Can we hope that in time the leaders of China will come to see Christianity not as a threat but as a wellspring of national health and perhaps greatness? In the next several years, I believe it is not only possible but even likely that China will to a large extent have become Christian without any persecution, and that it will have distanced itself further from communism, imitating instead the healthy example of a free country in terms of both religion and the marketplace. And I pray that the Chinese will come to recognize all children as a gift, culturally and economically, regardless of the religion they profess. I am even optimistic enough to hope that this realization will return to the nations of the West as well, and that the United States and Europe will abandon a mindset that tolerates abortion and embrace one that cherishes its children.

Fr. C. J. McCloskey III, S.T.D. is a Church historian and Research Fellow at the Faith and Reason Institute in Washington, DC. He is perhaps best known for guiding into the Church such luminaries as Dr. Bernard Nathanson, Lawrence Kudlow, Robert Novak, Judge Robert Bork, and Senator Sam Brownback. His articles, reviews, and doctoral thesis have been published in major Catholic and secular periodicals. He is co-author (with Russell Shaw) of Good News, Bad News: Evangelization, Conversion, and the Crisis of Faith (Ignatius Press) and the co-editor of "The Essential Belloc" (St. Benedict's Press).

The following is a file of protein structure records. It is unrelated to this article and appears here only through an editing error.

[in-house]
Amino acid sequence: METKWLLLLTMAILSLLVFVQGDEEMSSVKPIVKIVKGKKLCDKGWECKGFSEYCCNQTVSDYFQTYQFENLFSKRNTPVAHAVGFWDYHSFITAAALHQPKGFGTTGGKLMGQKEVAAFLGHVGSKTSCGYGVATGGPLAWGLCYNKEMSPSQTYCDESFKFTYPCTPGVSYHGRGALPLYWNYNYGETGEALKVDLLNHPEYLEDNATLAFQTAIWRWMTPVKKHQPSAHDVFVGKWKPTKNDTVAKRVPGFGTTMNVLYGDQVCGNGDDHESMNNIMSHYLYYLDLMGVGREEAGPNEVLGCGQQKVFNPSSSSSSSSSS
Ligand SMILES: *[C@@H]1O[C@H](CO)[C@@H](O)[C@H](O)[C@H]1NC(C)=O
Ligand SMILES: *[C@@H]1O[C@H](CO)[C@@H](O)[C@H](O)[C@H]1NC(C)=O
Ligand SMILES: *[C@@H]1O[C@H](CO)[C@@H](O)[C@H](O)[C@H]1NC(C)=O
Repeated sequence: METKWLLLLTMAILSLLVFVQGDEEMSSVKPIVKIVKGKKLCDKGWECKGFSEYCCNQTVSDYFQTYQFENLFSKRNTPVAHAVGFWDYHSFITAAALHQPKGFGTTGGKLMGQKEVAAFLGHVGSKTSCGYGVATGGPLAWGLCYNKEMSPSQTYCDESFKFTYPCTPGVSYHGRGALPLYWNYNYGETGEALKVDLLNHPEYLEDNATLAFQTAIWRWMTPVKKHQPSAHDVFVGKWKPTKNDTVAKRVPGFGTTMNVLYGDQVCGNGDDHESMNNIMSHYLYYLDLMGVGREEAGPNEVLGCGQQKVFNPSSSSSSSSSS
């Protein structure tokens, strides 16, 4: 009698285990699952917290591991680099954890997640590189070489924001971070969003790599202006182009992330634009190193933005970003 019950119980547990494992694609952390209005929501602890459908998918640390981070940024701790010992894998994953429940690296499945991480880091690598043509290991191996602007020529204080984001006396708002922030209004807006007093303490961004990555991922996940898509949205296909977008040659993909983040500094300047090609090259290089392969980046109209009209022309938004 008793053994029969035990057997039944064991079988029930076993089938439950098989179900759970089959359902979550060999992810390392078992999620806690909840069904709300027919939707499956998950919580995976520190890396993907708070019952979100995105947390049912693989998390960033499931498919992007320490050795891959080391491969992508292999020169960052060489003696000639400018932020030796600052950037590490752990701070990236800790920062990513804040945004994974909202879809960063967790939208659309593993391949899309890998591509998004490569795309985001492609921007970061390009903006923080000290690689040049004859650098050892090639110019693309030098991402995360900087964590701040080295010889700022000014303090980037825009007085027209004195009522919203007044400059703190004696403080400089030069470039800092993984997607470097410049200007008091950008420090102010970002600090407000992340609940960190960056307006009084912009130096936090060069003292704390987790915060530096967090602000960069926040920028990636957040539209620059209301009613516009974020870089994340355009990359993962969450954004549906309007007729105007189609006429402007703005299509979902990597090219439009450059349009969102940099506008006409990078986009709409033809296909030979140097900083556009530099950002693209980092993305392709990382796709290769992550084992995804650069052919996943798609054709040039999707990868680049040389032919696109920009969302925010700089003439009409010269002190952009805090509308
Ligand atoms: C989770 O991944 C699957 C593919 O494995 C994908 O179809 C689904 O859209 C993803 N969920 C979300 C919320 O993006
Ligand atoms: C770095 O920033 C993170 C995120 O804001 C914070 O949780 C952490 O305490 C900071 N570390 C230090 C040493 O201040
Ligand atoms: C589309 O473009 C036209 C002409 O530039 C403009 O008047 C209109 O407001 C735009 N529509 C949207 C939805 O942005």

Articles by Fr. McCloskey:

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  • Margaret O

    One’s reaction should surely be one of outrage! Imagine being told that one has permission to now have two children! Imagine being forced to kill one’s baby….